Amnesty International said Israel is using "abusive and wanton force against largely peaceful Palestinian protesters" in east Jerusalem clashes that have wounded hundreds of demonstrators and dozens of police.
Israel on May 11 firmly defended the conduct of its officers, insisting they have responded to violent Palestinian rioters with appropriate measures.
But the London-based human rights group described some of those measures as "disproportionate and unlawful", accusing security forces of "unprovoked attacks on peaceful demonstrators".
Amnesty's statement came amid surging tension in Israeli-annexed Jerusalem, much of it concentrated at the flashpoint al-Aqsa mosque compound, Islam's third holiest site.
At al-Aqsa and in clashes elsewhere in east Jerusalem, police used stun grenades, rubber bullets, tear gas and skunk water cannons in response to Palestinians who hurled stones, bottles and fireworks at officers.
Amnesty said Israel has used excessive force over multiple weeks of east Jerusalem protests.
In one incident, it said Israeli forces last week broke up a peaceful circle of Palestinians chanting against an attempt by Israelis to evict them from their homes in the city's Sheikh Jarrah district.
Forces on horseback sprinted toward the crowd, trampling a man who was trying to run away, Amnesty said.
The rights group called on the international community "to hold Israel accountable for its systemic violations".
The Israeli police did not respond to specific allegations, but told AFP in an email: "We will not allow disturbance of order while harming the fabric of life, inciting to harm police forces and violence against police officers and civilians."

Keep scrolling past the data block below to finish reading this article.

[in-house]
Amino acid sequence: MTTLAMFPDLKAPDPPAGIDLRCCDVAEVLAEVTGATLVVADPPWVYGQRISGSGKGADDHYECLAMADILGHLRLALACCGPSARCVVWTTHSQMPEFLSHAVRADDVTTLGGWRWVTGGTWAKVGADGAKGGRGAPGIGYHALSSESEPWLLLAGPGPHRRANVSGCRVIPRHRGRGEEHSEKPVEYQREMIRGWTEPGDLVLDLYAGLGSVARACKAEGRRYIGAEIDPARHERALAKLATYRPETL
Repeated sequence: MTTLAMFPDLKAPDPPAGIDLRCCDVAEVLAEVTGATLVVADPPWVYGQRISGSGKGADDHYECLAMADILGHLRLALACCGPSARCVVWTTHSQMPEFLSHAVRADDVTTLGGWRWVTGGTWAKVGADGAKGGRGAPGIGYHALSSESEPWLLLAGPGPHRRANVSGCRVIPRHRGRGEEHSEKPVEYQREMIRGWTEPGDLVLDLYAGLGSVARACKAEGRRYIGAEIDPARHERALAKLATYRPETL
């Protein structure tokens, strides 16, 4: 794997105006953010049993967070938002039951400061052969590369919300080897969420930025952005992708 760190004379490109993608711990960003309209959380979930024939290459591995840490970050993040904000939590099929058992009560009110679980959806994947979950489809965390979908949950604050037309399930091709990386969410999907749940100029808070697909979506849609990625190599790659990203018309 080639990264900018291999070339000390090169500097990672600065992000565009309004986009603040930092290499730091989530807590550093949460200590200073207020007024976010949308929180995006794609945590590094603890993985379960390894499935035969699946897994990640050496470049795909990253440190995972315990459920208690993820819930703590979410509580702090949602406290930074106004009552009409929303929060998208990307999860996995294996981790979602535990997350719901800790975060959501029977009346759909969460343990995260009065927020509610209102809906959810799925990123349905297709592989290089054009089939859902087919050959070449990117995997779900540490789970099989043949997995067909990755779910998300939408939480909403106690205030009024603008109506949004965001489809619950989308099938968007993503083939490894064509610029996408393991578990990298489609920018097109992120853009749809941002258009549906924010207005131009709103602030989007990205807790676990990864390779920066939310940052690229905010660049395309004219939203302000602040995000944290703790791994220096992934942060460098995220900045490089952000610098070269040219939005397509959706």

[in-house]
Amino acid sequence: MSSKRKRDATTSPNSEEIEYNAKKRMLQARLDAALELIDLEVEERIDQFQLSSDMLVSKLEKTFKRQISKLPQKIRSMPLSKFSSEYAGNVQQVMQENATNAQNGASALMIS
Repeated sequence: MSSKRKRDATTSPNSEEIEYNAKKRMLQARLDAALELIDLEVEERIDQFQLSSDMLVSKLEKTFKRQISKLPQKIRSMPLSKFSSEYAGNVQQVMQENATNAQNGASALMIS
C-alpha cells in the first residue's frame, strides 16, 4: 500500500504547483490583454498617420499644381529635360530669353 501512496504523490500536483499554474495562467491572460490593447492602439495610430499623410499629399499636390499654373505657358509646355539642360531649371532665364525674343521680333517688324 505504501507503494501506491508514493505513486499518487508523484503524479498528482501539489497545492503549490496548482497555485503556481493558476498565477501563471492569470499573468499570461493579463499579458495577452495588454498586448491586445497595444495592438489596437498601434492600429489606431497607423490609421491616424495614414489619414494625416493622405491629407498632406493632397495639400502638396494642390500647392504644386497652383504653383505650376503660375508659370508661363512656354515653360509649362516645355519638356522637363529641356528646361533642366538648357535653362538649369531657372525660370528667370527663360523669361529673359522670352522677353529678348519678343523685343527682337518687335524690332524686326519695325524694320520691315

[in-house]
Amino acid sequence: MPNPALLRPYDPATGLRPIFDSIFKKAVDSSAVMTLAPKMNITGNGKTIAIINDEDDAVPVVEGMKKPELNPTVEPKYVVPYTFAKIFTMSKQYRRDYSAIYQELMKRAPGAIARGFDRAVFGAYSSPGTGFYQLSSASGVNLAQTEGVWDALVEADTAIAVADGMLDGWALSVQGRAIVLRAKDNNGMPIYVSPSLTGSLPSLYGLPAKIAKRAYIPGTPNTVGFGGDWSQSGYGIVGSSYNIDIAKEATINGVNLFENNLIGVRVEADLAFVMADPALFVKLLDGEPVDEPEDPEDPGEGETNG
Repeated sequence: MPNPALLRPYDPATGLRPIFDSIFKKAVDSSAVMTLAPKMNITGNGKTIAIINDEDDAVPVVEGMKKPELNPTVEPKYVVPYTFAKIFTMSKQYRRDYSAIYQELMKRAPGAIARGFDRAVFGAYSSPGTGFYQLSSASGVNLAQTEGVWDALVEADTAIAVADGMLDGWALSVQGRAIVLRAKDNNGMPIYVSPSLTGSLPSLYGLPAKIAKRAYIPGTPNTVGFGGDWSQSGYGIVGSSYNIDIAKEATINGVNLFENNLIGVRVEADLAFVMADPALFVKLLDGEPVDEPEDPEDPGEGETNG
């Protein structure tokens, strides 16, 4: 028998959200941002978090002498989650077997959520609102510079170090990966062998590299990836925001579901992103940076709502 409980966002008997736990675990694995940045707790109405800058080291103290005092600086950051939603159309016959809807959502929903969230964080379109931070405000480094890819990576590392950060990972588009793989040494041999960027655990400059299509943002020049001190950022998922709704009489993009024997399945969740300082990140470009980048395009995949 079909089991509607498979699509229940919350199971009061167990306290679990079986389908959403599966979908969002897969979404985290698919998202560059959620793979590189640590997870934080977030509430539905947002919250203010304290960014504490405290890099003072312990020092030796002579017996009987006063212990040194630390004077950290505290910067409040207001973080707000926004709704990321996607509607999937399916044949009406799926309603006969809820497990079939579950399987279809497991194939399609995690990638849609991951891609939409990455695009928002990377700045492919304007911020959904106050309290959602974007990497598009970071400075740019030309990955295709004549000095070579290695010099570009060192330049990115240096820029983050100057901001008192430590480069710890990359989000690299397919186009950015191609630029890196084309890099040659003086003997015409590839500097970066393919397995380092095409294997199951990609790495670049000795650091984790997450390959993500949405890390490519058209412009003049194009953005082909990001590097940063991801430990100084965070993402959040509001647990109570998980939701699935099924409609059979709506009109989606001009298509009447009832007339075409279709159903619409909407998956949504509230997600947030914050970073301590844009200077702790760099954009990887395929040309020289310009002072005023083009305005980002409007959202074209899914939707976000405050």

Police commissioner Kobi Shabtai told Israeli N12 TV on May 10 that in Jerusalem in recent days "we showed too much restraint".
"We are at the stage of taking off the gloves," he said.
Clashes on May 10 left more than 500 Palestinians wounded, while 37 officers were injured.
Amid the Jerusalem violence, Palestinian militant groups in Gaza fired more than 200 rockets towards Israel, including seven directed towards Israel.
Israel responded with more than 130 strikes on what it described as military targets in Gaza.
Health authorities in Gaza reported at least 22 deaths, including nine children.
The group Save the Children, also based in London, said it was "horrified" by the Israeli air strikes and demanded a stop to "the indiscriminate targeting and killing of civilians".
Israeli army spokesman Jonathan Conricus said Israel "was doing everything possible to limit collateral damage" and he said there was no confirmation Israeli strikes had impacted Gaza civilians.